So your reasoning is flawed on this level. Of course this also means you’re wrong when you write, ” the Kalam states that there can be no cause for the most complex being of all.” Again, theists (there may be exceptions) tend to point out that God is the simplest possible being. You’re attacking a straw man.
Not only that, but the Kalam has nothing to say about the cause of the universe. Nothing in the premises says anything of the sort. It isn’t arguing for or against the cause of the cause. It’s only saying that “Whatever begins has a cause.” If God is without beginning, then the Kalam does not apply to God.
You wrote, ” The Kalam was invented exclusively to support the existence of god.”
No it isn’t. It’s designed to show the universe is caused. People extrapolate from that to God.
So each problem you’ve shown you have with the Kalam is actually a problem with understanding theism or the argument.
Good post J.W. Only one question. You refer to a quote from “Smith,” but there is no quote from a Smith in the post. Was this a quote you intended to include, but forgot to do so, or edited out?
The quote from Quentin Smith should appear as the beginning of the post. It’s showing on mine as a block quote.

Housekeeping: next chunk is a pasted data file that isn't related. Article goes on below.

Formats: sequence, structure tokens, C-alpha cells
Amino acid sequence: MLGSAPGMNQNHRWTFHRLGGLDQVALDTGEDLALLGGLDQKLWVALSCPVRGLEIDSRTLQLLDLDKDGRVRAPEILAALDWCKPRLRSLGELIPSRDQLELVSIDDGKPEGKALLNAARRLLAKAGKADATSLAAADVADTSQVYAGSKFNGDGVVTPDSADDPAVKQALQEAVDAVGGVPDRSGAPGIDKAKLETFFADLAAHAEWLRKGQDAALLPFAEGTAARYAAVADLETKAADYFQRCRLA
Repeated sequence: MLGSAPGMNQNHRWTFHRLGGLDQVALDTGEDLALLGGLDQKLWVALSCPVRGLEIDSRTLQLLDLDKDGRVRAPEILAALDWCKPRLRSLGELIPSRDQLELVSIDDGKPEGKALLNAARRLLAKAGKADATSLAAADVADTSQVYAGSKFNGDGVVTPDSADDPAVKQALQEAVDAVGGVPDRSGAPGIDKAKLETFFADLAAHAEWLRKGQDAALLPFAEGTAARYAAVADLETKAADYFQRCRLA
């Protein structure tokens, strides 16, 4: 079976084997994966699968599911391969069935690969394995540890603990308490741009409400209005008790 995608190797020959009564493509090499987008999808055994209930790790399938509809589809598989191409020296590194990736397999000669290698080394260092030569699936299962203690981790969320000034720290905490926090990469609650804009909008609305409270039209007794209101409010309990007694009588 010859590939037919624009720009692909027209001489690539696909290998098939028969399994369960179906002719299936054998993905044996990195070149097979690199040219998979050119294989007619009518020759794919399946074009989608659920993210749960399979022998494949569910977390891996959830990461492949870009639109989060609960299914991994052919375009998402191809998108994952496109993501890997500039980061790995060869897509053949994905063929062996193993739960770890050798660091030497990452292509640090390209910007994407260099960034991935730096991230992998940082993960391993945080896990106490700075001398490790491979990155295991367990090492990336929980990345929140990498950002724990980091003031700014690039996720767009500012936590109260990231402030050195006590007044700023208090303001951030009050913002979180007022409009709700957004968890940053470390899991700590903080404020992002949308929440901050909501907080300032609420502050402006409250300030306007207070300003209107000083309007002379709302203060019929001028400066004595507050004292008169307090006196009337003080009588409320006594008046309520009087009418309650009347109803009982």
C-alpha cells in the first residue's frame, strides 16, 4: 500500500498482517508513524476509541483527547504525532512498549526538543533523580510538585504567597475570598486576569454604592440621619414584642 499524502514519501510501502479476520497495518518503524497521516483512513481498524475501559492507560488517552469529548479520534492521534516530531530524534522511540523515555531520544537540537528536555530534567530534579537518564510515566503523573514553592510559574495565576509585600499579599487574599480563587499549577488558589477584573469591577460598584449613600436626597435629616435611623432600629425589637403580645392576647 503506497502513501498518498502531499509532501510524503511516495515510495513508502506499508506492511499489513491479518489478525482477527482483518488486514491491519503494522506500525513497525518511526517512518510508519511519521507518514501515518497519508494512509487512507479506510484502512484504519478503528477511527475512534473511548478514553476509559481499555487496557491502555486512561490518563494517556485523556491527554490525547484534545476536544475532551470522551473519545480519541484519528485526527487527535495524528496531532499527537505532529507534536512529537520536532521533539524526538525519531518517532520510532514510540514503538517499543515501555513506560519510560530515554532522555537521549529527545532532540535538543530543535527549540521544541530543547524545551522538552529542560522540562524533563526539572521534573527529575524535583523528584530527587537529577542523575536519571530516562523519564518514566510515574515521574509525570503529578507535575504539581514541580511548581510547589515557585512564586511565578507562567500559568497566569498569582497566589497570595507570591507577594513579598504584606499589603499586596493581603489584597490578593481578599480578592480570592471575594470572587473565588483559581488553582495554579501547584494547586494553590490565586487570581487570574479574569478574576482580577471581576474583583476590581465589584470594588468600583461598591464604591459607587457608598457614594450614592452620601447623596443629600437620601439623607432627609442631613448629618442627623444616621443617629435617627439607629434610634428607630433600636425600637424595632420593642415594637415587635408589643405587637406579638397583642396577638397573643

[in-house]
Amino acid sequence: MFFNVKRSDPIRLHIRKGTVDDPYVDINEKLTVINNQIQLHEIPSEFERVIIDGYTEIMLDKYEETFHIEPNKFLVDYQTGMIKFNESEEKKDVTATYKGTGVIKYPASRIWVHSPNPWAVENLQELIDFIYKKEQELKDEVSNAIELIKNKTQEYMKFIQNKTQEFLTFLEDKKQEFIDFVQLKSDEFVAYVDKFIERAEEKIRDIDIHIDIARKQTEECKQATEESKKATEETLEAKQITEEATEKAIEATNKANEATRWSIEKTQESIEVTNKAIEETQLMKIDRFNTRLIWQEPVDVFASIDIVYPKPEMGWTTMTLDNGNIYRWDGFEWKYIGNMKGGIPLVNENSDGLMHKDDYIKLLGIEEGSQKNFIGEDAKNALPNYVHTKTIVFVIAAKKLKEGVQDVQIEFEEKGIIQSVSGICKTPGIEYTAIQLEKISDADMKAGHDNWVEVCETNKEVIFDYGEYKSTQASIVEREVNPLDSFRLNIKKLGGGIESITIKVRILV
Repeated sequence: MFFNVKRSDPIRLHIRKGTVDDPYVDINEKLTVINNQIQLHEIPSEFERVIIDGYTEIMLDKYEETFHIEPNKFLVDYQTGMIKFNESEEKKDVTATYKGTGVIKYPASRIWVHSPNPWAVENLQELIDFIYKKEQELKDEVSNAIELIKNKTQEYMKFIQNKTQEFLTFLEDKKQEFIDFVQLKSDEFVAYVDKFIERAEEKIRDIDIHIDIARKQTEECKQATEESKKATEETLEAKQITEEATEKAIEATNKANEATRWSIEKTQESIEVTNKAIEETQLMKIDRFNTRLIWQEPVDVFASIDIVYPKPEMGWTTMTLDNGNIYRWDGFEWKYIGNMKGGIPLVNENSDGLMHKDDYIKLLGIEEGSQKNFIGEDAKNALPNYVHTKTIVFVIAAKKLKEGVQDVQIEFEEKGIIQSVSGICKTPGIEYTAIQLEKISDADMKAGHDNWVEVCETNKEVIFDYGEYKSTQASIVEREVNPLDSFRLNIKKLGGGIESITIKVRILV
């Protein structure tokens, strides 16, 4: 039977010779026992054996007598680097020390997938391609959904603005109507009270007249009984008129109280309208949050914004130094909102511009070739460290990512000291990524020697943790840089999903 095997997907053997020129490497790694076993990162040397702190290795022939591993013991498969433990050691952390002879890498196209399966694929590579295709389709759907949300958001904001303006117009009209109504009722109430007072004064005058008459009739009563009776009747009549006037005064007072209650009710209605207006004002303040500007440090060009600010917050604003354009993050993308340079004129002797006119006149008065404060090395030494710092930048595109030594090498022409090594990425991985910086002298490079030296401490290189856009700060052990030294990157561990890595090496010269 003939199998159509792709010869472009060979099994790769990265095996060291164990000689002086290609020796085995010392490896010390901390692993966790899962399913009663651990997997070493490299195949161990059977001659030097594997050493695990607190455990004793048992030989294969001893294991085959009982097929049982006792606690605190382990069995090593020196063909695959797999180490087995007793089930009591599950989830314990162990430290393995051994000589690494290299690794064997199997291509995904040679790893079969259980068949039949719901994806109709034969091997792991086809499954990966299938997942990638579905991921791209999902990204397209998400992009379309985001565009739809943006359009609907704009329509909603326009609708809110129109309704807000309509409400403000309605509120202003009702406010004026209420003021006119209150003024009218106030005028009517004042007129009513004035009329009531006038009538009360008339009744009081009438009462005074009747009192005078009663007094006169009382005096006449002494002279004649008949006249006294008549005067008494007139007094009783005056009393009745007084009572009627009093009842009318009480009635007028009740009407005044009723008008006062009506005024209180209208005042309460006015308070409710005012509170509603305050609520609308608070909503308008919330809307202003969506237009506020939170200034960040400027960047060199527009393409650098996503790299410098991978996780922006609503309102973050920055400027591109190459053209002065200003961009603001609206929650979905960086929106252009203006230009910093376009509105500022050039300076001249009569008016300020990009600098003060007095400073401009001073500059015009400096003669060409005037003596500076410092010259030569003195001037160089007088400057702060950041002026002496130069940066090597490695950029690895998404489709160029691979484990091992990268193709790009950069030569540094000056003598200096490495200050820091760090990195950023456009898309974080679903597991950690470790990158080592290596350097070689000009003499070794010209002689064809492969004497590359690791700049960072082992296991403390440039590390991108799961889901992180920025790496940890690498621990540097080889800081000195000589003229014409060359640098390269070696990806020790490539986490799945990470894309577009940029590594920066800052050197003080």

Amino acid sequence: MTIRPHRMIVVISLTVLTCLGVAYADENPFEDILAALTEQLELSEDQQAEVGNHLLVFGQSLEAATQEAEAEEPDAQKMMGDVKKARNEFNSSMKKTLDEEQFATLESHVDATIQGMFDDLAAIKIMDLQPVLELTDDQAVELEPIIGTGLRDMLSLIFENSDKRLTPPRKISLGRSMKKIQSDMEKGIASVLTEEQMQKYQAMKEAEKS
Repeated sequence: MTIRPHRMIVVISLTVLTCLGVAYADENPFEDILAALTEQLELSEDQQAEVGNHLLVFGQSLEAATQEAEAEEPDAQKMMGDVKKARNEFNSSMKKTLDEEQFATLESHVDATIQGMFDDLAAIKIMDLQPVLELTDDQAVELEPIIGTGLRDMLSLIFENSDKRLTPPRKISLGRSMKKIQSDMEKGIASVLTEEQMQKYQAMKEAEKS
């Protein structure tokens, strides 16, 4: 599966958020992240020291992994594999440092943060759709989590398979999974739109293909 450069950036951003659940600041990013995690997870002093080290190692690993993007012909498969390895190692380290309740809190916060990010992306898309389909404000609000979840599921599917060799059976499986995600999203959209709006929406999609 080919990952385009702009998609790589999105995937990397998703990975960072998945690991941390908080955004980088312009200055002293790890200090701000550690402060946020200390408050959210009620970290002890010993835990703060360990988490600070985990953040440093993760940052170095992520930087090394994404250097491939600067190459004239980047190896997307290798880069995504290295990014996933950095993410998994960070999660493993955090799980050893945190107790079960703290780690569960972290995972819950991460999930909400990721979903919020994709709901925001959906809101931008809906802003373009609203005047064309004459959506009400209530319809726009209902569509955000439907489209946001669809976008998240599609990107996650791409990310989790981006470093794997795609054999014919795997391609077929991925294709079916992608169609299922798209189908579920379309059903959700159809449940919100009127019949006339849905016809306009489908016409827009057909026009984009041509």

Per the argument from physical lmind, the idea of disembodied being is vacuous, thereby affirming ignosticism! Ti’s only a it must be or it may be of theological double-talk to claim that such a being could possibly exist when we know only of embodied minds, which are late int the evolutionary processs. Leave that aside, per Lamberth’s teleonomic argument, science only speaks of teleonomic-causal-mechanistic – processes in Nature. To prattle for teleology, then would not only violate the Ockham with convoluted, ad hoc assumptions, but also contradict rather than complement science. Directed- theistic- evolution is no more than an oxymoronic obfuscation, besides lacking explanatory powers!
I’m pretty sure that most of this doesn’t even make sense. “Ti’s only a it must be…”?